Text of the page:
But football isn’t played in a lab.
He can make the throws. But if it was just about making the throws, Jay Cutler and Jeff George would be the two greatest quarterbacks in the history of the NFL.
There’s so much more that goes into being a successful QB in the NFL, and I think those are the concerns about Stroud.
The big storyline this offseason is how the S2 Cognitive Test eclipsed the Wonderlic as the go-to pre-draft test for quarterbacks. Success in the S2 has translated to success on the field for players like Josh Allen, Patrick Mahomes, and Brock Purdy.
Stroud’s score came in much lower, PFN’s Tony Pauline has reported. While it’s just one data point, scoring poorly causes talent evaluators to take a closer look at why. And if Stroud makes an unexpected fall next Thursday, it’ll be at least part of the reason why.
3) Hendon Hooker, Tennessee
I like Hendon Hooker a lot better than Anthony Richardson and Will Levis. He just got hurt.
If Hooker hadn’t torn his ACL, I think he’d be drafted a lot higher than where he’s projected. He ran a complex offense at Tennessee and in a really, really difficult league.
You go back and watch Stroud play at Ohio State, half the time he’s doing this looking over to the sidelines because that’s the way they run the program.
Hooker, I think, has the potential to be better than any of these guys.
4) Will Levis, Kentucky
I think Will Levis wants to be jacked. He has a big arm and seems like he always wants to show it off.
That’s a mistake.
Garrett Wilson said the quiet thing out loud when Zach Wilson got hurt in preseason last year.
They asked him about Joe Flacco, and he said, “Well, Joe throws a much more catchable ball,” which is his way of saying Joe has a fastball, a slider, a changeup, a two-seamer, you know, and Zach’s out there — tick, tick, tick, tick, tick — you know. So there’s a concern with Will.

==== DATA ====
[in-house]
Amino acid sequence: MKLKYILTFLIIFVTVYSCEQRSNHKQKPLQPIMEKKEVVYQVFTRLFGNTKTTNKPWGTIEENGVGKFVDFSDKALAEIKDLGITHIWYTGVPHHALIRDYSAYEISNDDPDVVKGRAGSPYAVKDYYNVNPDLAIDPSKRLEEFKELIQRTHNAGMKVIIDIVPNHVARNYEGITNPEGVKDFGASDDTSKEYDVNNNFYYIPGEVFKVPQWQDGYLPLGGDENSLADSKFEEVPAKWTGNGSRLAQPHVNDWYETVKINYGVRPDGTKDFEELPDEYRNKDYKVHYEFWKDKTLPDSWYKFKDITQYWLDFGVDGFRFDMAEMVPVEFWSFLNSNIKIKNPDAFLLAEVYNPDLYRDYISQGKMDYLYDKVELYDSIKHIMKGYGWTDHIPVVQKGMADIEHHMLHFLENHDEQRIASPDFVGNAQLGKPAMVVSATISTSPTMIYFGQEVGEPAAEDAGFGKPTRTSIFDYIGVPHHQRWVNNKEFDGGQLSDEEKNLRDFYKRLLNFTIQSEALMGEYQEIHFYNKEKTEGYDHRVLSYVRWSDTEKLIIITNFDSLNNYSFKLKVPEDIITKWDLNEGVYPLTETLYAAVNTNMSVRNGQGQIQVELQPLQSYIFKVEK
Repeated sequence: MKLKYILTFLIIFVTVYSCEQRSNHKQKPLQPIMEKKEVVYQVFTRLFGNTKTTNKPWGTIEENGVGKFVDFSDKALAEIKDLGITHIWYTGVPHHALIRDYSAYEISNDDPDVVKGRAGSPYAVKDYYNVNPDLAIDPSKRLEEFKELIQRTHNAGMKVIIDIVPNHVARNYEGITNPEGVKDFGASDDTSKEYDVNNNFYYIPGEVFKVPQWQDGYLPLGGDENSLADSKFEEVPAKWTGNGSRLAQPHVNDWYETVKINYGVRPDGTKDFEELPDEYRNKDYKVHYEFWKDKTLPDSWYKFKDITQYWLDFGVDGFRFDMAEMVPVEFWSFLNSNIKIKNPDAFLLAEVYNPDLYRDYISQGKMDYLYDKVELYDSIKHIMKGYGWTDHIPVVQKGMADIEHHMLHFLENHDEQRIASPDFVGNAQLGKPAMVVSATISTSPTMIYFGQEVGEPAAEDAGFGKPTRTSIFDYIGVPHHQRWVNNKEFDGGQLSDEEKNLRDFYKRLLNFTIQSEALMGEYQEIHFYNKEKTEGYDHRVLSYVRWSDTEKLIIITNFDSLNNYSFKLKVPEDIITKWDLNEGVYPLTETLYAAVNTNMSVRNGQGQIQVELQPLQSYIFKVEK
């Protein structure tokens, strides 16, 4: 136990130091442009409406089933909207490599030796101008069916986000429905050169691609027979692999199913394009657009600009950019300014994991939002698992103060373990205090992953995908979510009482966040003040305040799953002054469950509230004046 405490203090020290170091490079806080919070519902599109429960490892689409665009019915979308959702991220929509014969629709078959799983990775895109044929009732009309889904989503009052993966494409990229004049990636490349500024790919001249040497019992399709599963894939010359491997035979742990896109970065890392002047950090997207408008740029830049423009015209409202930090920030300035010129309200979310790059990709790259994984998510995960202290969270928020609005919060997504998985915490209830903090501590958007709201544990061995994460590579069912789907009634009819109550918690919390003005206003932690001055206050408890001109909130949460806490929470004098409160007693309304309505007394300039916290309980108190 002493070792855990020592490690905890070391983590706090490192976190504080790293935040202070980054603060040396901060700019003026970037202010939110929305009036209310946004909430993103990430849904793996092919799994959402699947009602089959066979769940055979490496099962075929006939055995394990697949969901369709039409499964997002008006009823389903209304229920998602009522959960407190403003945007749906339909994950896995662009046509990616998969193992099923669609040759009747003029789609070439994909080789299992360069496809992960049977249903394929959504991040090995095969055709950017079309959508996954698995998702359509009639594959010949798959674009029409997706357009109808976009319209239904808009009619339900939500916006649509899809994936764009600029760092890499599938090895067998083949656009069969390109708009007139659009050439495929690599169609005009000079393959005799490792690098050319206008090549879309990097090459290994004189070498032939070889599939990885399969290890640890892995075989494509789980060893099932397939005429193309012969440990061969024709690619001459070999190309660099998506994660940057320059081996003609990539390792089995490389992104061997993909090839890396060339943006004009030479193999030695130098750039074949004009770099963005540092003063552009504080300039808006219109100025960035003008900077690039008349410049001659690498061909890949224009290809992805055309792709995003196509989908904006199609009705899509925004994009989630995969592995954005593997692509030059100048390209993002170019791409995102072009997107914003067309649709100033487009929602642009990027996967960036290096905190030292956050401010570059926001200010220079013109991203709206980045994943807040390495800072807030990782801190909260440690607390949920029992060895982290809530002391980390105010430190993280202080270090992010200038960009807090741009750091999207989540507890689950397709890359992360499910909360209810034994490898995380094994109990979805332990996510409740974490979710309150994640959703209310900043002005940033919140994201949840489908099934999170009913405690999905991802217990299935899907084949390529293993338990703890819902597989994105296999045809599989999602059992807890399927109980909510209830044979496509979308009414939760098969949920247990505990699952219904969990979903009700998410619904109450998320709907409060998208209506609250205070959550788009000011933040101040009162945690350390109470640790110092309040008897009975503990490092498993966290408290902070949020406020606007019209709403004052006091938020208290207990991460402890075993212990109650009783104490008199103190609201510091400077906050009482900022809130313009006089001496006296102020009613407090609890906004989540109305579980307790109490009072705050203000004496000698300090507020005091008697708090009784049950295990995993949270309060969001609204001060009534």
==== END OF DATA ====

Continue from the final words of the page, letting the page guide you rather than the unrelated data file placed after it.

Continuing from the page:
I need to see touch. The strongest arms don’t always make the best quarterbacks.
Tom Brady never had the strongest arm. Drew Brees didn’t have arm arrogance. He just found a way to get it done. He never had a gun.
I hate it when we go to these pro days and like, “Oh my god, he was on his knees, and he threw it 90 yards.” But when the hell are you doing that?
Give me a functional football thing. And then I’ll get excited.
5) Anthony Richardson, Florida
Here’s my question about Anthony Richardson: Was anybody talking about him a month ago?
This guy came out of nowhere. He might have been a fourth-round pick a few months back. The best way to describe Richardson is there’s not a player in this draft with a lower floor and a higher ceiling.
The width of what Richardson can be is as wide as the Grand Canyon.
And are you willing to take that risk at 4? At 7? Are you willing to take that swing? Because there’s no middle ground with Richardson.
Any team that takes Richardson high in this draft better be confident in their job security as a coaching staff and a front office. Would Seattle be an intriguing place for Richardson to land?
It’s either boom or bust. It’s either up here or way down there. And those are the only options available when talking about Richardson.